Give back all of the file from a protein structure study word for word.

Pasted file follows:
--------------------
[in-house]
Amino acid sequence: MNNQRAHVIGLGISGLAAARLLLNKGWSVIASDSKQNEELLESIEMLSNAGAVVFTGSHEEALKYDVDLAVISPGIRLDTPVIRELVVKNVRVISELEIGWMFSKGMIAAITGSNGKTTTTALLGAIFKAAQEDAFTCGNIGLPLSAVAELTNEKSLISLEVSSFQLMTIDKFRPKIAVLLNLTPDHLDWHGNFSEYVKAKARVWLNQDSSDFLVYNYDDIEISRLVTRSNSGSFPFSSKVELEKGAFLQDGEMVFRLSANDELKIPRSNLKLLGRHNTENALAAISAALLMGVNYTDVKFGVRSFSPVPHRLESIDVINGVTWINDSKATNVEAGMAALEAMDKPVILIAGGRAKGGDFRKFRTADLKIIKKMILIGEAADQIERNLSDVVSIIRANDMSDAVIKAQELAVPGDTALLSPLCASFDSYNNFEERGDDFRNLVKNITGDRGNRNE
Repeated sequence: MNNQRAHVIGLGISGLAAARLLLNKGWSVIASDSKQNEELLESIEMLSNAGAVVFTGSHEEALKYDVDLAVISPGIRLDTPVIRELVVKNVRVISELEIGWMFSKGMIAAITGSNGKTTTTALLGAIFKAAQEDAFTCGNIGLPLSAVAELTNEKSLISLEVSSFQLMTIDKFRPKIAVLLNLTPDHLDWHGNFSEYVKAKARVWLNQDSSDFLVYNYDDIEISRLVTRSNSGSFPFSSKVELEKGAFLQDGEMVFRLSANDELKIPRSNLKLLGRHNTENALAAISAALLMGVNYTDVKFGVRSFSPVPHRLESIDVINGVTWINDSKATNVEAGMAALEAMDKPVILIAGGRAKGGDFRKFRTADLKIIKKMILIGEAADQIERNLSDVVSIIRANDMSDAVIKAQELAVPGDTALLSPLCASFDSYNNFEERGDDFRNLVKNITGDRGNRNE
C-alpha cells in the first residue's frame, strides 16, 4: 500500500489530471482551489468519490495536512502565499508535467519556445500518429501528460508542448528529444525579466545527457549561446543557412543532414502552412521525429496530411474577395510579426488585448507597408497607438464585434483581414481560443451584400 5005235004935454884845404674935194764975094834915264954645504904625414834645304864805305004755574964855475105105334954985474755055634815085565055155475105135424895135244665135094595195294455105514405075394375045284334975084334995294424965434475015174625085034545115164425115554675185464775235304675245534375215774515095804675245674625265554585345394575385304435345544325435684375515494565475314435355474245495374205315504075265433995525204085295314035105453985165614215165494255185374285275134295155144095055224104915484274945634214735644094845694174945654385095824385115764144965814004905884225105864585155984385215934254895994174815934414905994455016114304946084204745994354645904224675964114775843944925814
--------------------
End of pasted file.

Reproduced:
[in-house]
Amino acid sequence: MNNQRAHVIGLGISGLAAARLLLNKGWSVIASDSKQNEELLESIEMLSNAGAVVFTGSHEEALKYDVDLAVISPGIRLDTPVIRELVVKNVRVISELEIGWMFSKGMIAAITGSNGKTTTTALLGAIFKAAQEDAFTCGNIGLPLSAVAELTNEKSLISLEVSSFQLMTIDKFRPKIAVLLNLTPDHLDWHGNFSEYVKAKARVWLNQDSSDFLVYNYDDIEISRLVTRSNSGSFPFSSKVELEKGAFLQDGEMVFRLSANDELKIPRSNLKLLGRHNTENALAAISAALLMGVNYTDVKFGVRSFSPVPHRLESIDVINGVTWINDSKATNVEAGMAALEAMDKPVILIAGGRAKGGDFRKFRTADLKIIKKMILIGEAADQIERNLSDVVSIIRANDMSDAVIKAQELAVPGDTALLSPLCASFDSYNNFEERGDDFRNLVKNITGDRGNRNE
Repeated sequence: MNNQRAHVIGLGISGLAAARLLLNKGWSVIASDSKQNEELLESIEMLSNAGAVVFTGSHEEALKYDVDLAVISPGIRLDTPVIRELVVKNVRVISELEIGWMFSKGMIAAITGSNGKTTTTALLGAIFKAAQEDAFTCGNIGLPLSAVAELTNEKSLISLEVSSFQLMTIDKFRPKIAVLLNLTPDHLDWHGNFSEYVKAKARVWLNQDSSDFLVYNYDDIEISRLVTRSNSGSFPFSSKVELEKGAFLQDGEMVFRLSANDELKIPRSNLKLLGRHNTENALAAISAALLMGVNYTDVKFGVRSFSPVPHRLESIDVINGVTWINDSKATNVEAGMAALEAMDKPVILIAGGRAKGGDFRKFRTADLKIIKKMILIGEAADQIERNLSDVVSIIRANDMSDAVIKAQELAVPGDTALLSPLCASFDSYNNFEERGDDFRNLVKNITGDRGNRNE
C-alpha cells in the first residue's frame, strides 16, 4: 500500500489530471482551489468519490495536512502565499508535467519556445500518429501528460508542448528529444525579466545527457549561446543557412543532414502552412521525429496530411474577395510579426488585448507597408497607438464585434483581414481560443451584400 5005235004935454884845404674935194764975094834915264954645504904625414834645304864805305004755574964855475105105334954985474755055634815085565055155475105135424895135244665135094595195294455105514405075394375045284334975084334995294424965434475015174625085034545115164425115554675185464775235304675245534375215774515095804675245674625265554585345394575385304435345544325435684375515494565475314435355474245495374205315504075265433995525204085295314035105453985165614215165494255185374285275134295155144095055224104915484274945634214735644094845694174945654385095824385115764144965814004905884225105864585155984385215934254895994174815934414905994455016114304946084204745994354645904224675964114775843944925814